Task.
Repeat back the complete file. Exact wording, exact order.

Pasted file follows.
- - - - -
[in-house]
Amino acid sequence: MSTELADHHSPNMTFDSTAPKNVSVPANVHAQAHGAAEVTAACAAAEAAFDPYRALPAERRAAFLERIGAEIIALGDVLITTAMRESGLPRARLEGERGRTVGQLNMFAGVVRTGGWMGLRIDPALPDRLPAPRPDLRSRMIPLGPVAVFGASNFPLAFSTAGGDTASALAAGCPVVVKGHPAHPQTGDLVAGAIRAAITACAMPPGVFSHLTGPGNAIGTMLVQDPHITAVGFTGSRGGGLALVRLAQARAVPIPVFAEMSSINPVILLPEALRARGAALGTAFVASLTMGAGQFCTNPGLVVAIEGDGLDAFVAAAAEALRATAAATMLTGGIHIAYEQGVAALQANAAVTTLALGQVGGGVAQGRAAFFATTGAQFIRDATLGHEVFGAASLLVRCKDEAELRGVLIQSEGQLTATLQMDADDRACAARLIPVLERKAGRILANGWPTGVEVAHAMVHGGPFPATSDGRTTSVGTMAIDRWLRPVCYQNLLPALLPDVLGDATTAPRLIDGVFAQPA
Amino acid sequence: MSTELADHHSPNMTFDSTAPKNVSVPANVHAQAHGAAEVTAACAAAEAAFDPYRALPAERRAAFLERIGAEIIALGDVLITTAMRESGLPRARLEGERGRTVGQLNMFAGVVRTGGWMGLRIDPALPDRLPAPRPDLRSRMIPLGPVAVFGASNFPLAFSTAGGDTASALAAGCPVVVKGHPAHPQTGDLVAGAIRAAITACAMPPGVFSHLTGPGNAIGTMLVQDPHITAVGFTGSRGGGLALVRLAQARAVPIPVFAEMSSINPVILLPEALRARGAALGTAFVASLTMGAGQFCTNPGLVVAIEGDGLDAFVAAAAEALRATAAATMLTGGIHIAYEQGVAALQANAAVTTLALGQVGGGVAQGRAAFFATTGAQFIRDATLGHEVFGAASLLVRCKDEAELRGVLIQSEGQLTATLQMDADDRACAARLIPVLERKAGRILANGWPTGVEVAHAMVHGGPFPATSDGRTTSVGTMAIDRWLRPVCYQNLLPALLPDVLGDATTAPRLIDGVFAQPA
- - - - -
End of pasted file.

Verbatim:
[in-house]
Amino acid sequence: MSTELADHHSPNMTFDSTAPKNVSVPANVHAQAHGAAEVTAACAAAEAAFDPYRALPAERRAAFLERIGAEIIALGDVLITTAMRESGLPRARLEGERGRTVGQLNMFAGVVRTGGWMGLRIDPALPDRLPAPRPDLRSRMIPLGPVAVFGASNFPLAFSTAGGDTASALAAGCPVVVKGHPAHPQTGDLVAGAIRAAITACAMPPGVFSHLTGPGNAIGTMLVQDPHITAVGFTGSRGGGLALVRLAQARAVPIPVFAEMSSINPVILLPEALRARGAALGTAFVASLTMGAGQFCTNPGLVVAIEGDGLDAFVAAAAEALRATAAATMLTGGIHIAYEQGVAALQANAAVTTLALGQVGGGVAQGRAAFFATTGAQFIRDATLGHEVFGAASLLVRCKDEAELRGVLIQSEGQLTATLQMDADDRACAARLIPVLERKAGRILANGWPTGVEVAHAMVHGGPFPATSDGRTTSVGTMAIDRWLRPVCYQNLLPALLPDVLGDATTAPRLIDGVFAQPA
Amino acid sequence: MSTELADHHSPNMTFDSTAPKNVSVPANVHAQAHGAAEVTAACAAAEAAFDPYRALPAERRAAFLERIGAEIIALGDVLITTAMRESGLPRARLEGERGRTVGQLNMFAGVVRTGGWMGLRIDPALPDRLPAPRPDLRSRMIPLGPVAVFGASNFPLAFSTAGGDTASALAAGCPVVVKGHPAHPQTGDLVAGAIRAAITACAMPPGVFSHLTGPGNAIGTMLVQDPHITAVGFTGSRGGGLALVRLAQARAVPIPVFAEMSSINPVILLPEALRARGAALGTAFVASLTMGAGQFCTNPGLVVAIEGDGLDAFVAAAAEALRATAAATMLTGGIHIAYEQGVAALQANAAVTTLALGQVGGGVAQGRAAFFATTGAQFIRDATLGHEVFGAASLLVRCKDEAELRGVLIQSEGQLTATLQMDADDRACAARLIPVLERKAGRILANGWPTGVEVAHAMVHGGPFPATSDGRTTSVGTMAIDRWLRPVCYQNLLPALLPDVLGDATTAPRLIDGVFAQPA